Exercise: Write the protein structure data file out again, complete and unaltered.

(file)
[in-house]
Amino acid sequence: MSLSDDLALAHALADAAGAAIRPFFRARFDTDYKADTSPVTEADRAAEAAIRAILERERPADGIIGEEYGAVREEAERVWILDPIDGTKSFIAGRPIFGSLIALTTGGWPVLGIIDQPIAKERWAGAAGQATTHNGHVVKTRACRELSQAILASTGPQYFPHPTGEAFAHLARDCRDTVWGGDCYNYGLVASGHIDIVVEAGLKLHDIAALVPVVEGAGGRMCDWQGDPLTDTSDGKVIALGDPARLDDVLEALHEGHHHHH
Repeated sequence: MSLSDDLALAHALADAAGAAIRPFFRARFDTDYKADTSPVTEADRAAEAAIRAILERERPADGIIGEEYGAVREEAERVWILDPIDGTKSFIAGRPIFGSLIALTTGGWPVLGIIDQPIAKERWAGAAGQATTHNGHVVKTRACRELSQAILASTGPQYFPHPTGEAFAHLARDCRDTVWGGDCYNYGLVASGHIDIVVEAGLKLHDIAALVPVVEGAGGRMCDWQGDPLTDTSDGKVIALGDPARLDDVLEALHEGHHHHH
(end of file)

[in-house]
Amino acid sequence: MSLSDDLALAHALADAAGAAIRPFFRARFDTDYKADTSPVTEADRAAEAAIRAILERERPADGIIGEEYGAVREEAERVWILDPIDGTKSFIAGRPIFGSLIALTTGGWPVLGIIDQPIAKERWAGAAGQATTHNGHVVKTRACRELSQAILASTGPQYFPHPTGEAFAHLARDCRDTVWGGDCYNYGLVASGHIDIVVEAGLKLHDIAALVPVVEGAGGRMCDWQGDPLTDTSDGKVIALGDPARLDDVLEALHEGHHHHH
Repeated sequence: MSLSDDLALAHALADAAGAAIRPFFRARFDTDYKADTSPVTEADRAAEAAIRAILERERPADGIIGEEYGAVREEAERVWILDPIDGTKSFIAGRPIFGSLIALTTGGWPVLGIIDQPIAKERWAGAAGQATTHNGHVVKTRACRELSQAILASTGPQYFPHPTGEAFAHLARDCRDTVWGGDCYNYGLVASGHIDIVVEAGLKLHDIAALVPVVEGAGGRMCDWQGDPLTDTSDGKVIALGDPARLDDVLEALHEGHHHHH